Despite the rigorous sales regime, I flourished and progressed from a junior sales executive to a manager, leading my own team. I stayed there for four years. An important management lesson I learnt was to always lead by example, something which echoed back to watching my mother put her nose to the grindstone when I was a child. I then made my move to Mediacorp, the main broadcasting network in Singapore.

“An important management lesson I learnt was to always lead by example.”

At Medicorp I had the great privilege of working with Angela Tong, a well-respected business sales veteran. A no-nonsense, straight talking woman, she taught me resilience and, most importantly, shared all the ins and outs of the media sector. Her tutelage had a big influence on me back then and still does. It has proved invaluable in my current role, whereby you balance the interests of client and work closely with the unsung heroes of the media industry: the editorial and creative staff and our suppliers.

After 10 years at Mediacorp, working across digital, TV, radio and print platforms, I was hired as senior director for digital and content at Publicitas, now known as NewBase. Within a year I was promoted to commercial director.


I have always believed in fully committing to the task at hand. There is no point in half-measures; treat every company as if it was your own. It is as important to understand one’s offering as it is to know your customer’s needs, even if that means going back to the fundamentals. I made a point to reach out to all customers to understand their objectives, ask how we fared and how we can improve. When I became commercial director, I applied my approach to NewBase itself. I went through each of our own functions, looking at how they worked, and pinpointed opportunities to put new systems in place that would improve our work.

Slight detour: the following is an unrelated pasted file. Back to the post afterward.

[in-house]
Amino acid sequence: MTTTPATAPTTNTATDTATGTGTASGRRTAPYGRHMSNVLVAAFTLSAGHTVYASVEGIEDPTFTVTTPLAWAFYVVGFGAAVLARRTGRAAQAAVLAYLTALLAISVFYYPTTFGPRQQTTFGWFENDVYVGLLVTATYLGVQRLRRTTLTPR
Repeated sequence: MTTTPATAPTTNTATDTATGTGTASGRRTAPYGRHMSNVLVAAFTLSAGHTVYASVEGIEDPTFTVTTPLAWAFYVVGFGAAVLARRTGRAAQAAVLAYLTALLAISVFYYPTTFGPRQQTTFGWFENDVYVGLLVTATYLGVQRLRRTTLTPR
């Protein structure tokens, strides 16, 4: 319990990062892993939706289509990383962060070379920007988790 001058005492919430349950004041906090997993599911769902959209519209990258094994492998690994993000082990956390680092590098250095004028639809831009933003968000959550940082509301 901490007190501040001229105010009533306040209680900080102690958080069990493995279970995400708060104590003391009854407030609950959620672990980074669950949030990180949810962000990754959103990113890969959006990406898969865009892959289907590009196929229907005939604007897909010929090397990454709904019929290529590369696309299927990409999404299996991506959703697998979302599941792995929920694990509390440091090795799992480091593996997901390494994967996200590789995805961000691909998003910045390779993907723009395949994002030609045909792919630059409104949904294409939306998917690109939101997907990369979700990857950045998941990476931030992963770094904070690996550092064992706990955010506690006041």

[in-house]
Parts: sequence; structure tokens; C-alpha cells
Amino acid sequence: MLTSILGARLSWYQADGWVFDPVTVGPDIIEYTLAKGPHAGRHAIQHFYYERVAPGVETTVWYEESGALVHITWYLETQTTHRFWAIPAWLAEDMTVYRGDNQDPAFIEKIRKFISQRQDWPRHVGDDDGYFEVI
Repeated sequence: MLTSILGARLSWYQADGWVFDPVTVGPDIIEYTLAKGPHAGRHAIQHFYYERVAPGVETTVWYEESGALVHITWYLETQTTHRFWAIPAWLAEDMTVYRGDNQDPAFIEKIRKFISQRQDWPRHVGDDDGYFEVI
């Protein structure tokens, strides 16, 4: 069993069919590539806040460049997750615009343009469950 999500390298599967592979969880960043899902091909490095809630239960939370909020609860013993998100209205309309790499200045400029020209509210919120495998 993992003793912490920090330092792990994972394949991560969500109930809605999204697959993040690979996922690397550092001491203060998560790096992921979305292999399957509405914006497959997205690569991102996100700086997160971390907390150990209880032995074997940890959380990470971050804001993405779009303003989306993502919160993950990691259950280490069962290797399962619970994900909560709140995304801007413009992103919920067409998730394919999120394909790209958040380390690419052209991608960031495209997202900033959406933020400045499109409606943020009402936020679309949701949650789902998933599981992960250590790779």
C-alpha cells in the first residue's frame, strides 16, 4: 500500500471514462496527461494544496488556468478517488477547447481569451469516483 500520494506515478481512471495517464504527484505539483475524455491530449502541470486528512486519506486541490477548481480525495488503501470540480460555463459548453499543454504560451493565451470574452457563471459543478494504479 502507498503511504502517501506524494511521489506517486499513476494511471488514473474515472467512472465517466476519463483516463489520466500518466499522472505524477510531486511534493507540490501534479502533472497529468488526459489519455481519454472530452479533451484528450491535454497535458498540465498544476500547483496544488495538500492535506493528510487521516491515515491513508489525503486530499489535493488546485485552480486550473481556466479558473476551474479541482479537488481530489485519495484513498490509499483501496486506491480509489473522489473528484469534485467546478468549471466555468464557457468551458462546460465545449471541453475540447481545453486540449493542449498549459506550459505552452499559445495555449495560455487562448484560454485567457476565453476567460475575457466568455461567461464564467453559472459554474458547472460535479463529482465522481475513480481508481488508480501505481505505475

Highs and lows


I feel very blessed in my current role – I have colleagues all over the world and a fantastic editorial and creative team. As a global business, NewBase has presented me with the kind of opportunities I wouldn’t have received at a monocultured one. Collaborating with people from different cultures and backgrounds has diversified my experience, priceless in today’s world.


With every opportunity, there also lies a challenge, and for me that’s juggling my career and family life. As much as I love my job, spending time away from my daughters, aged 5 and 7, is tough.

I always set aside a period of time when I get home for reading and talking about our day’s activities together. However I don’t think you can ever really take away the guilt chip in working mothers, especially when your kids are so young. No matter what tactic I use to get round this it will always be a low point in any job.

Dos and don’ts  

Don’t shy away from adversity. Things that scare us, make us uncomfortable and push us to our limits ultimately help us define our character.

Be proactive in all that you do because that’s how you discover what you’re really capable of and exceed expectations. Make the sale, work with people with different views, ask how you can improve. Do your best to be your best; no one else can do it for you.


Get the latest media and marketing industry news (and views) direct to your inbox.

Sign up to the free Mumbrella Asia newsletter now.



Sign up to our free daily update to get the latest in media and marketing